We didn’t talk about things that can go wrong. Somehow we did not assume that something could go wrong. Besides this, I’m not the type that predicts disasters. There can always something happen, then you have to react to the new situation and see how it goes. All eventualities can never be excluded anyway. In my opinion, if you already think about everything that can go wrong and try to come up with proper solutions for these cases, then things will go wrong and these things, that you have not thought of before. So there was no plan for the case, that something goes wrong.

I missed her a lot

I felt a bit alone and abandoned without my daughter. She was a great support and help for me in many ways. After she left I had to re-plan and reorganize myself. Just good, that we had regular contact on Skype. We were able to support each other emotionally. I missed her a lot.

In the beginning we skype very often: There were some major problems, 2x Re-match, she was very unhappy and just about to fly back home. During this time we skyped several times a day. After the second re-match she is doing well now, she is happy and has even extended her stay for another 9 months. Now we skype every couple of days.

Being an Au Pair is a great opportunity to proof yourself

Since my daughter had been very independent and self-confident before the trip because of her gymnastics club, I didn’t see bigger changes in her. But she can now speak even better English than before. She knew English very well before, but now she speaks the language fluently. In addition, she is now more assertive and became a real organizing champion.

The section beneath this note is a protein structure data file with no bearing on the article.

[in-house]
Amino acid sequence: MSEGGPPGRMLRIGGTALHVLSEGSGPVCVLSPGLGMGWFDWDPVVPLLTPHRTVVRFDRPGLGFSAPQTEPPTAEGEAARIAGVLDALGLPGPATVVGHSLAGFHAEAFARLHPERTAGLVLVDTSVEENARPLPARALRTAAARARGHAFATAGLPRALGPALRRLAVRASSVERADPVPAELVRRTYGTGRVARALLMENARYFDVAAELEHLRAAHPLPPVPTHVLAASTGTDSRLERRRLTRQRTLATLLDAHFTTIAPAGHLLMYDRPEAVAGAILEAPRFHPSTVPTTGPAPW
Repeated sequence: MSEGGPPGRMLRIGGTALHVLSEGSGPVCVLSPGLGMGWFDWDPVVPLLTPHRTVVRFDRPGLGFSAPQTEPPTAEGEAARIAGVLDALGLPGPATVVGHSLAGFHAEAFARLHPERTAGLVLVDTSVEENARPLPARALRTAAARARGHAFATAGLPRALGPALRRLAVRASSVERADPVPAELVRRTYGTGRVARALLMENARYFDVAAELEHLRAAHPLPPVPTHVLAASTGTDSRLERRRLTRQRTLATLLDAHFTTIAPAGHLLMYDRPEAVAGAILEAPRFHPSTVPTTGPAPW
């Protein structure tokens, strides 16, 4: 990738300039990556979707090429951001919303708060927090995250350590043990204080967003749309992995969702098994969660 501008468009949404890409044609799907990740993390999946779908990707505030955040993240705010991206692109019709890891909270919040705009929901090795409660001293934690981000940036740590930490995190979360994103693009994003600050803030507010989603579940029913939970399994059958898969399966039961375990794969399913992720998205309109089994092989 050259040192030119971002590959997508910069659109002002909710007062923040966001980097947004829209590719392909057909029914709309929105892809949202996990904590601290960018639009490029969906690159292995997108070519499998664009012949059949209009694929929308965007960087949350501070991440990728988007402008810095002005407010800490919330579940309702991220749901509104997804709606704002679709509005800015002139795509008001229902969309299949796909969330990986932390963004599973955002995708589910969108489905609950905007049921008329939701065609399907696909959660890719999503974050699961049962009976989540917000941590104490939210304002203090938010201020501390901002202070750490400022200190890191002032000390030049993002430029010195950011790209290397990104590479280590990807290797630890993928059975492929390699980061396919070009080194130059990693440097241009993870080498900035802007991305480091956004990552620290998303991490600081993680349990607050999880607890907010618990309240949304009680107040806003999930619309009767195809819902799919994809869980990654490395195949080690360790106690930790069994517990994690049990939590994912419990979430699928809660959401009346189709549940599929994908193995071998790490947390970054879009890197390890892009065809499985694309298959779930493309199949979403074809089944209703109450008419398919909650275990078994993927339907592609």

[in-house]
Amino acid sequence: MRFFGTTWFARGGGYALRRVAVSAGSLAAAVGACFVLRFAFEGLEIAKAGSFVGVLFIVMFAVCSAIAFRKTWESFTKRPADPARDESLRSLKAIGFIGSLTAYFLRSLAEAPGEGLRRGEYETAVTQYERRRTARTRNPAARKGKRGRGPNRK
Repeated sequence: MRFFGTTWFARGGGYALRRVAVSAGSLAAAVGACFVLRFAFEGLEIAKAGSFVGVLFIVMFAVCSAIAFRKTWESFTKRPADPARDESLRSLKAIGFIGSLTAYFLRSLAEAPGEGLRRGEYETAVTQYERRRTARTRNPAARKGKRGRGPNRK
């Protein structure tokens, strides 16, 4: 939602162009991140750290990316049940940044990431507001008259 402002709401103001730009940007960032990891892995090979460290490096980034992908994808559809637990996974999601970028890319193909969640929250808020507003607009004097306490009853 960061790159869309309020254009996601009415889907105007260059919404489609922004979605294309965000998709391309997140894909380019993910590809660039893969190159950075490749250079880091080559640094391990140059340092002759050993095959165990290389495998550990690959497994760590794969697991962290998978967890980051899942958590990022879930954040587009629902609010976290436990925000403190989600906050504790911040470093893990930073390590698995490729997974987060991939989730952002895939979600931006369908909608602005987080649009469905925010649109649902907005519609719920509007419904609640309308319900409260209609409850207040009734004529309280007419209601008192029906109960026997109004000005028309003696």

I visited my daughter for two weeks a while ago. It was awesome and very exciting.

I find it a great opportunity for the young people to prove themselves, to grow, to travel and to see the world, to become independent and independent, to grow up. Great that there are such possibilities.

Giving up is not a solution – finding a different way is

I do not know what we could have done better. My daughter was very well informed about becoming an Au Pair. She already started to planned her Au Pair experience for years, researched a lot, gained experience with children and saved money.

You can’t become an Au Pair overnight. Before my daughter made the decision, she informed herself on all channels, spoke with Au Pairs, read about Au Pair experiences, visited internet forums, asked questions and received tips and hints. She jobbed after school to earn the money for the Au Pair agency. I could not have afforded this. She did a lot of babysitting and an internship in a kindergarten.

I would advise parents of future Au Pairs: Believe in your child, support them in every way, and don’t focus on things which can go wrong. This makes your children unsecure. But they need your full support during this time and need to know that they can rely on you.

Support them with advice, but do let them do their own thing. The children should be allowed to do the main work. Help your child in the perhaps somewhat difficult initial period and strengthen and comfort them. I have always told my daughter, giving up is not an option; finding new, other ways is the key for tricky situations. But whatever they do, they should remain loyal to themselves and never do anything risking their health. Because no one can give you your health back.